This is also a big issue because the different types of games contribute differently when you want to complete your wagering. Casinos always need to detail how much the games contribute, though some may keep things simple and others are more comprehensive.
A simple example:
- Only slots contribute 100% to your wagering, except high RTP (Return to Play) games such as… *it follows a list of slots that usually don’t contribute at all
In above case, no other games contribute towards wagering at all. Such casinos do exist.
A comprehensive example:
- Slots and ‘other games’ = 100% (except high RTP slots, see list)
- Classic slots = 75%
- Roulette and Baccarat = 10%
- Blackjack = 5%
- Live games = 5%
- Video Poker = 0%
Other games are usually scratch cards, bingo, keno and such games that defy classification.
What does this mean?
Playing slots to complete your bonus wagering usually means you get one for one, i.e. wagering €1 means €1 closer to your goal. But playing live games means only €0.05 of each €1 you wager will contribute to your wagering. In other words: stick to slots.
What’s fair and what’s not
We’ve already shown you two examples of what’s common, but we want to give you a better idea of what you can expect to find at the many different casinos. Whilst online casinos have very good reasons to implement wagering requirements, some can be considered fair and almost generous, whilst others are extremely difficult to complete and can only be considered unfair.
What can be considered fair?
- Wagering between 20x and 40x your bonus funds (below 20x is very rare, though more than 40x is not); 25x for bonus and deposit (that already equals 50x in total)
- Only wagering bonus funds
- Getting at least 30 days to complete the wagering
- Most or even all games contribute to your bonus wagering (this is rare but not unheard of)
What can be considered unfair?
- Having to wager your bonus funds alone more than 45x, and for bonus and deposit together anything above 25x.
- Having to wager your deposit on top of your bonus funds
- Getting less than 30 days to complete the wagering
- Only slots contribute, and sometimes even only slots from a small number of developers (often excluding NetEnt or Microgaming slots)
Accepting an offer that fulfils our idea of what’s fair will keep you on the safe side. You may still not want to claim the full bonus amount, but at least you have a realistic chance of completing the wagering. In most other instances you don’t.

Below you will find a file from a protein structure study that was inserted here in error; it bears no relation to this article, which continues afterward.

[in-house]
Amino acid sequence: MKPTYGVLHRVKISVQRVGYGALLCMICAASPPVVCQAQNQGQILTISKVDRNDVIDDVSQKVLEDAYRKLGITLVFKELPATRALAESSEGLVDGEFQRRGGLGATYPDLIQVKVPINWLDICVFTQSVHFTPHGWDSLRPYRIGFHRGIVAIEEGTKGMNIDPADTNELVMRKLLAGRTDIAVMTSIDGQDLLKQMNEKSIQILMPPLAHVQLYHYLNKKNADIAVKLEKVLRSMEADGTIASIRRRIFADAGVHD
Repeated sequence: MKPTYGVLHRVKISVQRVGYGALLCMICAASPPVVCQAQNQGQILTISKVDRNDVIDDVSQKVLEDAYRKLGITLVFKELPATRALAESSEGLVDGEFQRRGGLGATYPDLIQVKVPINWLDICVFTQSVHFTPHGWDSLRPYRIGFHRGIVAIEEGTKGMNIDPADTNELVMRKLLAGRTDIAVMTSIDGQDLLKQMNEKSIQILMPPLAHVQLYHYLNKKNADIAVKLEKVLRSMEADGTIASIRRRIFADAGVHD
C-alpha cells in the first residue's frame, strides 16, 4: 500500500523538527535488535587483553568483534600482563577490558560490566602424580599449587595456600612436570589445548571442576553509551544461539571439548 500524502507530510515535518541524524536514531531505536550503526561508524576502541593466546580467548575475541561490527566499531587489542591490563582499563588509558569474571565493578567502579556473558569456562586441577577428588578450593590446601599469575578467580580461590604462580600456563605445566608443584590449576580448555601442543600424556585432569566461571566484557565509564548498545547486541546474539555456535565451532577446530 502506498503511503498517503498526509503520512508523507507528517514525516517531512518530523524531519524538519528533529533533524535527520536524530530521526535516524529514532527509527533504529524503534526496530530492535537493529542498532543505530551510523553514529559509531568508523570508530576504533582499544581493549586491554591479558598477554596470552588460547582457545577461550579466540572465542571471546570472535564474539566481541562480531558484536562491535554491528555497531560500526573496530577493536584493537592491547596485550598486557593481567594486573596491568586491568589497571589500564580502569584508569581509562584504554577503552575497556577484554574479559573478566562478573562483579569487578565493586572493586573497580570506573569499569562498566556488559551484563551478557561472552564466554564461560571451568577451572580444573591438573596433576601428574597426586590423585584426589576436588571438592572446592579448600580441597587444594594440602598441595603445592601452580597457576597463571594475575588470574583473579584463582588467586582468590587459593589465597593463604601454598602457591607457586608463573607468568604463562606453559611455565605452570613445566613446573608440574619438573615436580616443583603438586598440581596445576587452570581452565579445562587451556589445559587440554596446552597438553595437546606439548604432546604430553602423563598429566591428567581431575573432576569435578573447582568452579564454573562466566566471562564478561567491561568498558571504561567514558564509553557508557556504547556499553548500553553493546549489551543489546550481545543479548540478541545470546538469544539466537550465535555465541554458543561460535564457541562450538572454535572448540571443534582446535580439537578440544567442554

Do make sure to read the full bonus terms in any case. Sometimes you may get wagering requirements of 45x with 90 days to complete them and not just slots contributing. That’s probably an offer you can take. Whereas it might be difficult to complete 20x wagering in only 3 days when only slots contribute. The possible combinations of what you might encounter are virtually endless. Above is only a rough idea of what to look out for.
Wagering free spins
Free spins always have their own wagering requirements. Free spin winnings are generally converted to bonus funds, which then has to be wagered a certain amount of times as well.
Most commonly, you will find between 25x and 45x of required wagering for free spins. Less is rare (though there are wagering-free spins as well, but that’s a different topic) and we haven’t really seen more than 45x. Most casinos will actually go with 30x or 35x.
Once again, it’s important to note that you’re usually not allowed to wager more than €5 per bet and that different games contribute differently. Game contribution tends to be the same across the board, however, regardless of whether you need to wager deposit bonus funds or free spin winnings.
Further wagering requirements
One last thing on wagering requirements. Most online casino customers are aware that bonus funds and free spin winnings need to be wagered before a withdrawal is possible. But almost all online casino terms and conditions also detail that a regular deposit may have to be wagered at least once before you can make a withdrawal again.
This means, you may make a deposit of €20 and you will then need to playthrough €20 before you can request a withdrawal again.
Once again, this is a protective measure against money laundering. It means, no one can simply make a deposit and follow it up right away with a withdrawal. In such cases, casinos almost always apply a penalty fee (which can be 30% high).
So, whatever you do, make sure to read all terms and conditions.